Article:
Manesh doesn’t wait for a reply, simply sweeps by the younger woman with Rogers in her wake, but Clint is dawdling, hoping to notice when they pass a sign reading psychotropic drugs this way. When Saja walks by him their elbows bump and she drops the tray; Clint catches it before it hits the ground. “Hey… here you go…”
Saja is staring at him. Her eyes are blue, very wide and very full of… something. Fear? Urgency? She stares at him as though trying to beam a message into his mind, and then glances sharply at Manesh and Rogers’ retreating backs. When she looks back at Clint she’s biting her anxiously bottom lip.
She wants to tell me something. The thought makes him catch his breath. “Natasha Romanoff… is she here?” he whispers.
Saja shakes her head, glances back down the hall towards the lobby and the front door. Her eyes seem to be telling him to leave, to get out.
“I can’t,” hisses Clint. “I need a drug. 13A-10R.” The informant had sent him the name along with the Institute’s address. He’s sure it won’t mean anything to someone whose duties involve making coffee, but it’s worth a shot…
“Saja?” Manesh has stopped fifteen yards away, looking at the young woman through narrowed eyes. “Is there a problem?”
Clint is still holding the tray; he hastily pushes it into Saja’s hands. “Be more careful,” he tells her brusquely; she nods, grabs the tray, and scampers away without a word.
“Interns,” Manesh says with a little laugh, as she and Rogers wait for Clint to catch up. “Sometimes I don’t even know how we manage at all.” She raises one hand, gesturing to a large gray door. “This way, gentlemen.”
Steve thinks no plan survives first contact with the enemy.
So maybe it had been a little overly optimistic to think that Barton would be left to go sneaking around the facility unsupervised. Steve had been holding out hope anyway; the stealthy approach would have been infinitely easier. Now they were two men against who-knew-how-many Institute employees… although judging by who had driven into the parking lot this morning it seems as though they might work with a skeleton staff on the weekend.
Don’t assume anything.
They step through the large gray door into a small antechamber decorated in the same fashion as the lobby: dark wood, floral prints, a few faded prints and knick-knacks gathering dust.
Waiting for them is one of the largest men Steve has ever seen. He’s easily six and a half feet, maybe taller, with a thick neck and thicker arms. A nasty scar slashes across his face, starting at his chin and terminating halfway up his bald scalp. Incongruous with his fearsome appearance and bodybuilder physique, the man is wearing a rather nice gray suit that’s well-tailored to his frame.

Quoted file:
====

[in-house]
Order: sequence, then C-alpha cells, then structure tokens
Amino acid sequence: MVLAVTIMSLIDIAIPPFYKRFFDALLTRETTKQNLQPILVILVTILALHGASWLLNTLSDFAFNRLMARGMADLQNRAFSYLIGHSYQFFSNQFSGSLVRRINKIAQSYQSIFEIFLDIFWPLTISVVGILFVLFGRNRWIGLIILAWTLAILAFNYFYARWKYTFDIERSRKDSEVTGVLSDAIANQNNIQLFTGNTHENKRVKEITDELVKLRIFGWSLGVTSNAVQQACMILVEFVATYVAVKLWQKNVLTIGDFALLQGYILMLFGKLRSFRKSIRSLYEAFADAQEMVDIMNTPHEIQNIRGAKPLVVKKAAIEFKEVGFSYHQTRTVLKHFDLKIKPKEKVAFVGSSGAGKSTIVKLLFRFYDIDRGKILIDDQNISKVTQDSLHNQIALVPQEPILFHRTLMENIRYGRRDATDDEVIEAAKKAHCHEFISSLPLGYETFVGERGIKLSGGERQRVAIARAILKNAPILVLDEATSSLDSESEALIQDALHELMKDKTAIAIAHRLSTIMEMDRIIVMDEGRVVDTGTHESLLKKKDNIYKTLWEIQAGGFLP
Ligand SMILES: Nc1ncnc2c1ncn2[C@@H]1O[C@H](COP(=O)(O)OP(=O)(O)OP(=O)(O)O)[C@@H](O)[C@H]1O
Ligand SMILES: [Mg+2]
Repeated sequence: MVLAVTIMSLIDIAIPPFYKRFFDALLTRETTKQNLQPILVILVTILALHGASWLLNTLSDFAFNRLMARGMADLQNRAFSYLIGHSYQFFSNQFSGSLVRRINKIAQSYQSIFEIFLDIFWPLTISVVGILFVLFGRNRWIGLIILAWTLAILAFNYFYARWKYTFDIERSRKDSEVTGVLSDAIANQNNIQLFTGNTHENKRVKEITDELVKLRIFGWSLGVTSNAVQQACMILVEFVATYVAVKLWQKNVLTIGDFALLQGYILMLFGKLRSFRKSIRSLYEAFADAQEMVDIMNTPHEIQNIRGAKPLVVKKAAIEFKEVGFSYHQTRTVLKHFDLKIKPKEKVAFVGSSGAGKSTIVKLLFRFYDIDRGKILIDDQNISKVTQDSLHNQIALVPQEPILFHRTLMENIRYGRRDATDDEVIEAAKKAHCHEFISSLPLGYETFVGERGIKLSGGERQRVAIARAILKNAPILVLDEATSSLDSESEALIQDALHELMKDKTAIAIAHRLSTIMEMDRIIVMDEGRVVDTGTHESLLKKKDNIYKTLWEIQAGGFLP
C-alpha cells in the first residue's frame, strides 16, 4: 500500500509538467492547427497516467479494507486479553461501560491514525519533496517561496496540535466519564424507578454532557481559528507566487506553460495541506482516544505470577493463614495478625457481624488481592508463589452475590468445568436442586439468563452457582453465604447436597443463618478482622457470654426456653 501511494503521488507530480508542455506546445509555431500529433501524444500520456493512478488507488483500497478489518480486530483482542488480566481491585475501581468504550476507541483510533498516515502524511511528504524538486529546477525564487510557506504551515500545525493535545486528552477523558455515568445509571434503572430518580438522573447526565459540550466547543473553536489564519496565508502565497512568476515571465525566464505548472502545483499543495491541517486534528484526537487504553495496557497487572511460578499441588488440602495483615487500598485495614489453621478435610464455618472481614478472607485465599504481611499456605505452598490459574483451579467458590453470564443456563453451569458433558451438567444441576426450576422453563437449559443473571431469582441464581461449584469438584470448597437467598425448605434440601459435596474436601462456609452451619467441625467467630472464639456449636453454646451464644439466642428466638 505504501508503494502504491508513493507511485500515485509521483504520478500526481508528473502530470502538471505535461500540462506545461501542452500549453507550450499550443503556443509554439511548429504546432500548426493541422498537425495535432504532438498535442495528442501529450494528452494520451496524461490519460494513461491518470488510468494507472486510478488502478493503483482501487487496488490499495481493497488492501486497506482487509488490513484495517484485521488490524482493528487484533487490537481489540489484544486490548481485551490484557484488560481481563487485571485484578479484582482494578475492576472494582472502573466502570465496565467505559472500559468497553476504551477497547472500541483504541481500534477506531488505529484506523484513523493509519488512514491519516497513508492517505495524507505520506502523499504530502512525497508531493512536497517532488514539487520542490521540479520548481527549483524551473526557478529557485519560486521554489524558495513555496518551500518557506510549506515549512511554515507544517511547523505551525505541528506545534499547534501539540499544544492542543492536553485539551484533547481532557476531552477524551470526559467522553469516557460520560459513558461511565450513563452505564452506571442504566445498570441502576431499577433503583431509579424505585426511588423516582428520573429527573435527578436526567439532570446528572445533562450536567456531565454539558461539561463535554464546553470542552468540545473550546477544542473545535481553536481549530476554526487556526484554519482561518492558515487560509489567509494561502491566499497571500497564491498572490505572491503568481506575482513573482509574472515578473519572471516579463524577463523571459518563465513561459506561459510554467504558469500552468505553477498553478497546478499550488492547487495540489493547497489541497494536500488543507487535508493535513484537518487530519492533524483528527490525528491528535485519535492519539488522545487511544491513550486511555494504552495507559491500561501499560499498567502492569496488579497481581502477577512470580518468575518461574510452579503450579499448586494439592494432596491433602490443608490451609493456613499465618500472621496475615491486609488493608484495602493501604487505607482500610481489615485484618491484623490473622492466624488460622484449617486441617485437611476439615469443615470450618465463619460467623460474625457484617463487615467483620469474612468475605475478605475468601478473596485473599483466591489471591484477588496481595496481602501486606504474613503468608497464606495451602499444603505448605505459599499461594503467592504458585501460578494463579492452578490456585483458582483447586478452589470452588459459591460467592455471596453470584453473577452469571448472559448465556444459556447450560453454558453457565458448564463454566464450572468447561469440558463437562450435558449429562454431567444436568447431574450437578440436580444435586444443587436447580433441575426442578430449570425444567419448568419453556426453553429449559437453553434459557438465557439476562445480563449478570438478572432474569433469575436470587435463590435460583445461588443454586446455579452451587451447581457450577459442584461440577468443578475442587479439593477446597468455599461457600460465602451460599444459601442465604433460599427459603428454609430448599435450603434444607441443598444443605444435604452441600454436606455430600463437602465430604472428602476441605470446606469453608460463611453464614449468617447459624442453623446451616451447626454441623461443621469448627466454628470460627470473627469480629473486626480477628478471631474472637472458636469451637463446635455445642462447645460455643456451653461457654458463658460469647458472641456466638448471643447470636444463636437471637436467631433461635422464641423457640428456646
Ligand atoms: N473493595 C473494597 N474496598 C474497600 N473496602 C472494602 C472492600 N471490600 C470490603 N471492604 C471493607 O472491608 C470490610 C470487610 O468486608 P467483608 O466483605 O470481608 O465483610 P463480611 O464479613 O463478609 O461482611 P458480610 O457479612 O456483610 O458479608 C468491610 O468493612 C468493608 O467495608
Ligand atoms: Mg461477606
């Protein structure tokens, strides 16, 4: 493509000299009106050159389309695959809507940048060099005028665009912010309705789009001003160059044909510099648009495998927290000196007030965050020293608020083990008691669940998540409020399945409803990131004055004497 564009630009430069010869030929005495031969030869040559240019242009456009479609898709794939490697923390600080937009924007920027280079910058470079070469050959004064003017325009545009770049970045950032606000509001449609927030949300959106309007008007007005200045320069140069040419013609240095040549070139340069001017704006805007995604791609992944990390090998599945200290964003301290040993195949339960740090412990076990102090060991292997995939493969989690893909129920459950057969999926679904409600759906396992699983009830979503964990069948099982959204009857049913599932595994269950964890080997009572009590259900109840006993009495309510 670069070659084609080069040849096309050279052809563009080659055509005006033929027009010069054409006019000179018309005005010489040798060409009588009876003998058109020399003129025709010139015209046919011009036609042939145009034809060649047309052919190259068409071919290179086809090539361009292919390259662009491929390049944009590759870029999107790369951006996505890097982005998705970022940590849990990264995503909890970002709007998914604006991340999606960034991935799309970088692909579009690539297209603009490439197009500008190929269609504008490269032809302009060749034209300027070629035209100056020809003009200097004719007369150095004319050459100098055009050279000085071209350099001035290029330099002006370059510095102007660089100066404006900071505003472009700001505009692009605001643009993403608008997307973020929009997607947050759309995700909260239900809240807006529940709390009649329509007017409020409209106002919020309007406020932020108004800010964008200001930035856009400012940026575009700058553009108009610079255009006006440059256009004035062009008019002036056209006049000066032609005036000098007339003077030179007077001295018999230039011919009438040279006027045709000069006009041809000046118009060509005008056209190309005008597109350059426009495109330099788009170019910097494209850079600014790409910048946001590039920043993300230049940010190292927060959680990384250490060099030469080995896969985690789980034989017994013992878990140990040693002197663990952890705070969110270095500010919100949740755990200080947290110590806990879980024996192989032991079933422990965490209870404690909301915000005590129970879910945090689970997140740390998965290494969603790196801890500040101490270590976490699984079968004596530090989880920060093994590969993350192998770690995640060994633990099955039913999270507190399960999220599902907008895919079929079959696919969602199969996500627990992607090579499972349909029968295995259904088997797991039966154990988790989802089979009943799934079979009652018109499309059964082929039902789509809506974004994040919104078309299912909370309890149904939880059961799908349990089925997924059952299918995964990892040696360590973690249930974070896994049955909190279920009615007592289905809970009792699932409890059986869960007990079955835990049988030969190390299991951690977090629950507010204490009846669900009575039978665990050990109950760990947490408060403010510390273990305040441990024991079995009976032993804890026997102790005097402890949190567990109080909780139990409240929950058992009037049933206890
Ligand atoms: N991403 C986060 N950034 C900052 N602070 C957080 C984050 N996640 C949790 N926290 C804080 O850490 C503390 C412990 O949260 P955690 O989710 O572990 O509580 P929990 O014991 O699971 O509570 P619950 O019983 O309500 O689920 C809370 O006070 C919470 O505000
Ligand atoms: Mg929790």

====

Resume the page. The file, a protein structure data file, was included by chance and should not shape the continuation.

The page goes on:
He hands Ms. Manesh a computer tablet; she glances down at the screen and then hugs it to her chest. “This is Ajax Telamon, our head of security,” she says pleasantly. “He’ll need to hold on to any weapons that you may have brought with you.”
Danger, thinks Steve, but Barton hands over his firearm without comment and submits to a brief – although rather rough – pat-down. Mr. Telamon repeats the process with Steve, who is unarmed. Everything is back on the jet, including the phone. It had seemed safer that way.
“This is standard procedure,” Ms. Manesh explains. “You’ll be touring some of the treatment rooms, and a few of our patients are… still making progress.” She laughs lightly. “Let’s just say they would be quite excited by the sight of a gun.”
“We wouldn’t want that,” says Steve. Barton is silent.
She pushes open a smaller door and cheerfully chivies them through. Mr. Telamon remains in the antechamber, but Steve notices Barton glancing over his shoulder at the big man with a thoughtful frown.
Fisher’s office is bright and clean. There is no wood, no florals, only metal and glass and a touch of red fabric here and there. There are several plaques on the walls, and official-looking documents that must be medical degrees; the only piece of artwork is a large framed print of a painting Steve has actually seen before. “Dali, isn’t it?” he asks Ms. Manesh.
“The Face of War,” she says, nodding agreeably. The painting is fascinating but grotesque: a shriveled, shrunken corpse’s head, floating, disembodied, mouth and empty eye sockets filled with more terrible staring faces, surrounded by a halo of angry serpents. Steve can’t imagine wanting that face staring down at him day after day. Then Dr. Fisher enters, and he has no more time to contemplate her taste in artwork.
She is younger than he had imagined - perhaps thirty-five, certainly no older than forty - small and blonde with a sprinkling of freckles across the bridge of her nose. A pair of wire-rimmed glasses is perched atop her head and she wears a shapeless white lab coat over a plain black dress.
“I’m so sorry to have kept you waiting,” she says, bustling into the office from a second door with the air of someone whose time is very much in high demand, slipping into a straight-backed chair behind a steel-and-glass desk. “Please, take a seat.”
Steve and Barton sit. Their chairs are identical to Dr. Fisher’s and, Steve discovers, extremely uncomfortable. He leans forward, extending a hand across her desk. “Doctor, I’m…”
“Steve Rogers,” she interrupts him, shaking his hand with a smile. “Captain America himself. I’ve seen the videos. It’s quite an honor.” She glances at Ms. Manesh, who has taken up position to her employer’s left, just beside The Face of War. “You didn’t ask him for his autograph or anything, did you Kamala?” she asks impishly.
“I didn’t think it was appropriate, Doctor.”